With stock markets in flux and a growing uneasiness in the marketplace, researching your worth on the open market is a valuable exercise, even while happily employed. Don’t be misled into thinking there are limited opportunities for you to increase your salary – there are job vacancies and needed talent in today’s job market and employers want to compensate valuable employees fairly. When you know the value that your personal skill set, experience and education brings to an employer, you can consider negotiating your salary from a position of strength – and not undersell yourself. When searching for a new job, you can be confident in your ability to negotiate a salary that both you and the potential employer will find mutually acceptable based on your own worth and what you know about your potential employer.
Think of total compensation, not just base salary. This includes potential commissions, bonuses, future salary increases, stock share options as well as employee benefits. Check your company pay scale to determine where your current salary resides and assess that against similar positions within your industry and on the open market. You can also check online sites for salary information based on title, location, experience and education such as Salary.com, PayScale.com or Glassdoor.com.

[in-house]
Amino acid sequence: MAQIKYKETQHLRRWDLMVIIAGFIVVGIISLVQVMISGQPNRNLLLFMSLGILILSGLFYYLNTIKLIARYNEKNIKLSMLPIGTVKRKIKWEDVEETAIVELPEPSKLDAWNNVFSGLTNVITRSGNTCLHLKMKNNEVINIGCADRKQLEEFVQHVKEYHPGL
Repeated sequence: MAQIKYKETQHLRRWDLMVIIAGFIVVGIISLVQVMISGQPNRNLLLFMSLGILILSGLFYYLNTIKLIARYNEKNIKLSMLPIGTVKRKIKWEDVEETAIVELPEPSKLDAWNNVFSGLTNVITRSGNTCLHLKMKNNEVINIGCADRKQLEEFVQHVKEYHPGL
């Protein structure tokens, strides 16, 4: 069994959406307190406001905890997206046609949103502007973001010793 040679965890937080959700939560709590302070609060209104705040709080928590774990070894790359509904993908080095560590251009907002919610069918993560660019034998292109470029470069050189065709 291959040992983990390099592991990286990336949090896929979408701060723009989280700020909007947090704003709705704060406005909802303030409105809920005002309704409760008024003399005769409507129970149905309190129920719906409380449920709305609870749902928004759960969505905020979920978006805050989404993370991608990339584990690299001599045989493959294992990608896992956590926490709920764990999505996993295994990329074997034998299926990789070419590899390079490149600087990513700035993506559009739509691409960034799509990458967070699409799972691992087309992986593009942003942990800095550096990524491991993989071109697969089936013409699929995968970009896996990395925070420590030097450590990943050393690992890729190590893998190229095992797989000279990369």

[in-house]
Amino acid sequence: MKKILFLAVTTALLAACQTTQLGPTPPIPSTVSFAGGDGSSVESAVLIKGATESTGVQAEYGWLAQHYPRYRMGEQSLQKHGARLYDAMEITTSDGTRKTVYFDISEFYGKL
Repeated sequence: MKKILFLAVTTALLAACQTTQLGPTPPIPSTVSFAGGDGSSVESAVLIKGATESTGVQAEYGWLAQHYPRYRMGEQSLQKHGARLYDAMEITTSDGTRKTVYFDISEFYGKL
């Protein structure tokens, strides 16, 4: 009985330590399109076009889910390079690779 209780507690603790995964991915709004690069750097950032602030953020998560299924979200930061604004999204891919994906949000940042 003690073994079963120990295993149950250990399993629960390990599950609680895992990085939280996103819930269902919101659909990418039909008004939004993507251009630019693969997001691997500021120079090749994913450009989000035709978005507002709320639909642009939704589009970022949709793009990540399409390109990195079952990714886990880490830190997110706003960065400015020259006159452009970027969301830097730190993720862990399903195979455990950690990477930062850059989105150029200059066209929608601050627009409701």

Then, research the current financial state of the company you are looking to join. Check the company financial reports, industry reports, news releases and media outlets. Determine what is negotiable and what is not. If an employer wants to hire you, they will present you with an offer, but don’t be afraid of asking what flexibility exists within the offer. If you know that you need to earn a certain base salary, perhaps other elements of the compensation package may be negotiated with a little more flexibility. For instance, if salary is non-negotiable, perhaps medical and dental benefits or payment for industry association memberships could potentially save you money that you would be paying for out-of-pocket. Or perhaps additional vacation time could prove to be a winning benefit for you.
Be patient — wait until you have received an actual offer before raising the question of compensation. Ask for time to consider the offer and choose the right time to negotiate. If you are asked for salary expectations early on during the interview, be cautious. You don’t want to propose something that is more than the employer is willing or able to pay.
Finally, some other factors to consider when thinking about salary negotiations are non-financial in nature, but nonetheless have an important impact on job satisfaction. These include flexible work hours, tele-commuting, possible promotions and future growth opportunities. The more research you do on the value you bring to the job market and the more you learn about the financial situation of a potential employer, the better your opportunity to sell yourself as a valuable resource and maximize your potential new salary.